Climate Change and Rising Inequality across Countries
The “war on nature must end”, appealed the sixteen-year-old Greta Thunberg as she reached the shores of America last week to speak at an international conference on climate change while the Amazon forests were still burning validating everything she had argued till date. Multiple decisions taken by world leaders such as Brazil’s Bolsonaro in favor of deforestation and the Trump administration advocating for the largest greenhouse gas emitters in the US have further added unprecedented amounts of carbon emissions in the atmosphere.
It is thus evident that a few leaders of the world’s developed countries, while advancing their short-term economic interests, are in denial of the grave environmental concerns faced by the world. Nevertheless, this does not change the palpable impact that the climate crisis has on ecosystems, economies and communities, apparent from the unpredictable weather conditions, changing climate, melting glaciers and rising sea levels. The increased intensity and frequency of floods, drought and storms have also been triggered as a result of the warming temperature. However, the consequences of such environmental degradation are not felt uniformly by all countries.
In a study recently published by Stanford University, it was found that between 1961 and 2010, heavier losses were borne by poor countries with the lowest carbon emissions as compared to wealthy countries with the highest emissions. Moreover, it has been estimated that the ratio between incomes of the richest and the poorest 10 percent of the global population is 25 percent higher than it would have been otherwise.
A similar impact has been observed among local communities within countries who are least responsible for global warming but are directly affected by it. People living in rural parts of developing countries are most vulnerable to the negative effects on agricultural produce, availability of water, industry and human health. The rising inequality among and within countries has resulted in India’s GDP to be 31 percent lesser than it would have been in the absence of climate change. On the other hand, countries like Canada and EU have a GDP that is 32 percent and 9.5 percent higher respectively.
Such findings have furthered the ongoing debate on the division of responsibility among countries for causing and mitigating climate change. Since the development of the now-developed countries has had a major contribution to causing climate change and has muted the growth prospects of the next wave of developing countries, there is an additional onus on them to lead the fight against its adverse effects. Therefore, provided that all countries continue to do their bit to minimize their carbon footprint, the developed countries should also compensate for their negative contributions of the past.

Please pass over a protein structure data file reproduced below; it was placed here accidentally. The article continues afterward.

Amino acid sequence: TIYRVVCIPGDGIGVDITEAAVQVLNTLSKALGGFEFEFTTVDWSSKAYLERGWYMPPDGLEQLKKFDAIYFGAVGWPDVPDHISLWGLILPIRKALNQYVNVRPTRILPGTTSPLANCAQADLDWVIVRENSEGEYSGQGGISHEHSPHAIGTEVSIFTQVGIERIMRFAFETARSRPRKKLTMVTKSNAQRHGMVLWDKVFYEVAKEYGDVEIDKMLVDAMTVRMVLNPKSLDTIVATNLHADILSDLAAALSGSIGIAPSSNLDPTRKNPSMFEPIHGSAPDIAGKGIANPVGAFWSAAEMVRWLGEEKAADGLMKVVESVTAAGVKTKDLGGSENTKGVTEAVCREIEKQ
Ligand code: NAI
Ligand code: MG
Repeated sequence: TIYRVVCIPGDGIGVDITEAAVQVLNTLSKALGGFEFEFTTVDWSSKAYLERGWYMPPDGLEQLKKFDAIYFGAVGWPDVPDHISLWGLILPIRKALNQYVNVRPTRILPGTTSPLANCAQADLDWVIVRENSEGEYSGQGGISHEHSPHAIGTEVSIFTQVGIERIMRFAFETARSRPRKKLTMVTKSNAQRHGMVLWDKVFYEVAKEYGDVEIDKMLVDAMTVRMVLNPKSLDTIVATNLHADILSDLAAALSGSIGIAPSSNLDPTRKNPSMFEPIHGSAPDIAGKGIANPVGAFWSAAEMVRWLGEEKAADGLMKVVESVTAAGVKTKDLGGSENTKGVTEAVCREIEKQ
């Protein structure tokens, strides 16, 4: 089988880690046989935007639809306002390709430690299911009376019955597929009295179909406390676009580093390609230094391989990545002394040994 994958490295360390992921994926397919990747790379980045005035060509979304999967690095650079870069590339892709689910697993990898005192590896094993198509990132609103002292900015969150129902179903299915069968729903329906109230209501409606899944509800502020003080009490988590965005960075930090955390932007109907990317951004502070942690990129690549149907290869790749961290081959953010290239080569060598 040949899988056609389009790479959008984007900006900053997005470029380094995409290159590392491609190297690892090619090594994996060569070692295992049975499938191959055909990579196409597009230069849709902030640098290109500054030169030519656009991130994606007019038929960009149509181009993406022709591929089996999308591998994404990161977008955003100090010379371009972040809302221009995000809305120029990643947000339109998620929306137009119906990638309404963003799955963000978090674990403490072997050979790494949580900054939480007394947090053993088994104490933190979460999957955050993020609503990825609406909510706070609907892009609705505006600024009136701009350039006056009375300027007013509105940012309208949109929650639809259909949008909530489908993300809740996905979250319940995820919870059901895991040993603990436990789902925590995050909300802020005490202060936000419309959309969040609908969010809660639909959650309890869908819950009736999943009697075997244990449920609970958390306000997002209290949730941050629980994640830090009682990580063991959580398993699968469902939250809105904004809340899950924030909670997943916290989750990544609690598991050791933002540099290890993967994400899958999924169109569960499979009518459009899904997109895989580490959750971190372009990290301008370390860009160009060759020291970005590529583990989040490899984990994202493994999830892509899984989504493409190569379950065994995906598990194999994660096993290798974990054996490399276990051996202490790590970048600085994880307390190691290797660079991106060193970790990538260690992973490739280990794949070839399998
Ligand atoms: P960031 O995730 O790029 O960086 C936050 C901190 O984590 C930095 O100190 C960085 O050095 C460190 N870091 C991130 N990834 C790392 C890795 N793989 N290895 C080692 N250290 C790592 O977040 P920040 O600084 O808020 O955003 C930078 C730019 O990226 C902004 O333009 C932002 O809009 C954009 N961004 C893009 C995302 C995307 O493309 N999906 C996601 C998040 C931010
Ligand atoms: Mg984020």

The objective should not only be to provide financial assistance to developing countries, but also to create a global ecosystem that promotes sustainable consumption and production. A comprehensive action plan is thus required to facilitate large scale adoption of green alternatives by transfer of green and clean technologies to low income countries, providing fiscal incentives, strong regulatory support for resource-intensive sectors and increased investment in climate resilient infrastructure. Stricter laws should be passed on trade of goods and services by levying green subsidies and carbon taxes, to endorse establishment of carbon-free markets globally. Green innovation should also be encouraged through investment in research and technology to find global solutions for the climate emergency.
Therefore, cooperation and coordination across global value chains have the capacity to actually reverse climate change by enhancing productivity through innovation-driven production processes. Lastly, since the stance of Bolsonaro and Trump on climate change cannot be expected to change, people should continue doing their bit by adopting a lifestyle of being environmentally conscious, until the developed countries can lead by example.
The article was published with Business World in the issue dated September 14 to September 17, 2019.